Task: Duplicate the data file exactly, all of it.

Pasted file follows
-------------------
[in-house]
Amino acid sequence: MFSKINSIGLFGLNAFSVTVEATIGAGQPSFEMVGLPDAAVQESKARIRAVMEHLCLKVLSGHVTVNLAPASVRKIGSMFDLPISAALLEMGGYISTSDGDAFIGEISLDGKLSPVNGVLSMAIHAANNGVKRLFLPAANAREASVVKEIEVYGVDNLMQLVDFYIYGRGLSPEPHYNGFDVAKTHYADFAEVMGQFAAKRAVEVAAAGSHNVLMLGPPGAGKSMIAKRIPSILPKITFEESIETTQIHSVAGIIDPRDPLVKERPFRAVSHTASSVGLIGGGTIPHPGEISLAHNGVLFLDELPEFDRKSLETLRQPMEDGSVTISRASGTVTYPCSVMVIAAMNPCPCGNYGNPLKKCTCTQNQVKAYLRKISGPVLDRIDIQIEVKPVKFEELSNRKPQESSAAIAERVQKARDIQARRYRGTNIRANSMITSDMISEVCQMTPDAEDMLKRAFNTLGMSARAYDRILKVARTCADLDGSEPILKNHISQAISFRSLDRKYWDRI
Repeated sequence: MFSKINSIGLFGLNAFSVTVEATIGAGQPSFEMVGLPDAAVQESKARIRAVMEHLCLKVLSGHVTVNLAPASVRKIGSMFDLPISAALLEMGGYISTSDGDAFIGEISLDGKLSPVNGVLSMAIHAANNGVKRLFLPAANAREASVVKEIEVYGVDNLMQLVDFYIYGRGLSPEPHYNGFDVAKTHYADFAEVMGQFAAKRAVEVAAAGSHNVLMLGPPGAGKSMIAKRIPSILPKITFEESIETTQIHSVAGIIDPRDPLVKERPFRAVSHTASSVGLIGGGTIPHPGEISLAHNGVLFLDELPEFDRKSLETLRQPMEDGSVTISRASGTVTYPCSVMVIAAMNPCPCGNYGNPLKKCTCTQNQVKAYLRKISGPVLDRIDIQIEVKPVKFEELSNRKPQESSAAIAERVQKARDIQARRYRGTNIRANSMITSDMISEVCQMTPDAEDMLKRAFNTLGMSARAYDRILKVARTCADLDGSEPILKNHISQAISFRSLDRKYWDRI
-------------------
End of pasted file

[in-house]
Amino acid sequence: MFSKINSIGLFGLNAFSVTVEATIGAGQPSFEMVGLPDAAVQESKARIRAVMEHLCLKVLSGHVTVNLAPASVRKIGSMFDLPISAALLEMGGYISTSDGDAFIGEISLDGKLSPVNGVLSMAIHAANNGVKRLFLPAANAREASVVKEIEVYGVDNLMQLVDFYIYGRGLSPEPHYNGFDVAKTHYADFAEVMGQFAAKRAVEVAAAGSHNVLMLGPPGAGKSMIAKRIPSILPKITFEESIETTQIHSVAGIIDPRDPLVKERPFRAVSHTASSVGLIGGGTIPHPGEISLAHNGVLFLDELPEFDRKSLETLRQPMEDGSVTISRASGTVTYPCSVMVIAAMNPCPCGNYGNPLKKCTCTQNQVKAYLRKISGPVLDRIDIQIEVKPVKFEELSNRKPQESSAAIAERVQKARDIQARRYRGTNIRANSMITSDMISEVCQMTPDAEDMLKRAFNTLGMSARAYDRILKVARTCADLDGSEPILKNHISQAISFRSLDRKYWDRI
Repeated sequence: MFSKINSIGLFGLNAFSVTVEATIGAGQPSFEMVGLPDAAVQESKARIRAVMEHLCLKVLSGHVTVNLAPASVRKIGSMFDLPISAALLEMGGYISTSDGDAFIGEISLDGKLSPVNGVLSMAIHAANNGVKRLFLPAANAREASVVKEIEVYGVDNLMQLVDFYIYGRGLSPEPHYNGFDVAKTHYADFAEVMGQFAAKRAVEVAAAGSHNVLMLGPPGAGKSMIAKRIPSILPKITFEESIETTQIHSVAGIIDPRDPLVKERPFRAVSHTASSVGLIGGGTIPHPGEISLAHNGVLFLDELPEFDRKSLETLRQPMEDGSVTISRASGTVTYPCSVMVIAAMNPCPCGNYGNPLKKCTCTQNQVKAYLRKISGPVLDRIDIQIEVKPVKFEELSNRKPQESSAAIAERVQKARDIQARRYRGTNIRANSMITSDMISEVCQMTPDAEDMLKRAFNTLGMSARAYDRILKVARTCADLDGSEPILKNHISQAISFRSLDRKYWDRI